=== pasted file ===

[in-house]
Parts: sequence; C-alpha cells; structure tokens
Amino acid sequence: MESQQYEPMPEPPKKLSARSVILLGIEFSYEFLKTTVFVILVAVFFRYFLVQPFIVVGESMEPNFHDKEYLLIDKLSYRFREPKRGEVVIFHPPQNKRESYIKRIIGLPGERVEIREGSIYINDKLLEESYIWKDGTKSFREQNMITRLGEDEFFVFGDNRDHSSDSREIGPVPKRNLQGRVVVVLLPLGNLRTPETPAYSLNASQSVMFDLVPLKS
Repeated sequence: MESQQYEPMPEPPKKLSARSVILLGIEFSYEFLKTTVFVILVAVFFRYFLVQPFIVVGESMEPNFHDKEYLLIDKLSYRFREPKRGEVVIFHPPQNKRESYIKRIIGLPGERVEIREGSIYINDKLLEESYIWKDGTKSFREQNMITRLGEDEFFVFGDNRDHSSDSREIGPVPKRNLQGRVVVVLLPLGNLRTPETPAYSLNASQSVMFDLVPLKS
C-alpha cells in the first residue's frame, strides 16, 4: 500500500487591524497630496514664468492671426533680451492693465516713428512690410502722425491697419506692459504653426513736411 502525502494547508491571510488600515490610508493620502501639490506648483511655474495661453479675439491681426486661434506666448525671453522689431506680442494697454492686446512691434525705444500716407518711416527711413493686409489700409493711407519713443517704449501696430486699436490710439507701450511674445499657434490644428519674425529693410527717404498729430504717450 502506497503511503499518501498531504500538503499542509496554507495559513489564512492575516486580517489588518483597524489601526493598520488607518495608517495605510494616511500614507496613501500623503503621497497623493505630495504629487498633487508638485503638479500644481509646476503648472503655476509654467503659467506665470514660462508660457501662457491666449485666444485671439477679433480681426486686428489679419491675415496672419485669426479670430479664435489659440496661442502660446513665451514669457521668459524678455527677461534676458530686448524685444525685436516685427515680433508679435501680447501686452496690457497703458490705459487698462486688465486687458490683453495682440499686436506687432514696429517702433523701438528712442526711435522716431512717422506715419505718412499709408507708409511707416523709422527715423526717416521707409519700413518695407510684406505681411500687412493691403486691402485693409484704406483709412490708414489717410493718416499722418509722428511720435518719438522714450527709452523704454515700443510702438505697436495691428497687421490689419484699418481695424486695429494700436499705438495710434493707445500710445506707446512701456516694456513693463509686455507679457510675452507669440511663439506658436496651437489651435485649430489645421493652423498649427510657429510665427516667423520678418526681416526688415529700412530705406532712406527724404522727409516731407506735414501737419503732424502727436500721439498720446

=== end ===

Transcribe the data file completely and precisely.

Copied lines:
[in-house]
Parts: sequence; C-alpha cells; structure tokens
Amino acid sequence: MESQQYEPMPEPPKKLSARSVILLGIEFSYEFLKTTVFVILVAVFFRYFLVQPFIVVGESMEPNFHDKEYLLIDKLSYRFREPKRGEVVIFHPPQNKRESYIKRIIGLPGERVEIREGSIYINDKLLEESYIWKDGTKSFREQNMITRLGEDEFFVFGDNRDHSSDSREIGPVPKRNLQGRVVVVLLPLGNLRTPETPAYSLNASQSVMFDLVPLKS
Repeated sequence: MESQQYEPMPEPPKKLSARSVILLGIEFSYEFLKTTVFVILVAVFFRYFLVQPFIVVGESMEPNFHDKEYLLIDKLSYRFREPKRGEVVIFHPPQNKRESYIKRIIGLPGERVEIREGSIYINDKLLEESYIWKDGTKSFREQNMITRLGEDEFFVFGDNRDHSSDSREIGPVPKRNLQGRVVVVLLPLGNLRTPETPAYSLNASQSVMFDLVPLKS
C-alpha cells in the first residue's frame, strides 16, 4: 500500500487591524497630496514664468492671426533680451492693465516713428512690410502722425491697419506692459504653426513736411 502525502494547508491571510488600515490610508493620502501639490506648483511655474495661453479675439491681426486661434506666448525671453522689431506680442494697454492686446512691434525705444500716407518711416527711413493686409489700409493711407519713443517704449501696430486699436490710439507701450511674445499657434490644428519674425529693410527717404498729430504717450 502506497503511503499518501498531504500538503499542509496554507495559513489564512492575516486580517489588518483597524489601526493598520488607518495608517495605510494616511500614507496613501500623503503621497497623493505630495504629487498633487508638485503638479500644481509646476503648472503655476509654467503659467506665470514660462508660457501662457491666449485666444485671439477679433480681426486686428489679419491675415496672419485669426479670430479664435489659440496661442502660446513665451514669457521668459524678455527677461534676458530686448524685444525685436516685427515680433508679435501680447501686452496690457497703458490705459487698462486688465486687458490683453495682440499686436506687432514696429517702433523701438528712442526711435522716431512717422506715419505718412499709408507708409511707416523709422527715423526717416521707409519700413518695407510684406505681411500687412493691403486691402485693409484704406483709412490708414489717410493718416499722418509722428511720435518719438522714450527709452523704454515700443510702438505697436495691428497687421490689419484699418481695424486695429494700436499705438495710434493707445500710445506707446512701456516694456513693463509686455507679457510675452507669440511663439506658436496651437489651435485649430489645421493652423498649427510657429510665427516667423520678418526681416526688415529700412530705406532712406527724404522727409516731407506735414501737419503732424502727436500721439498720446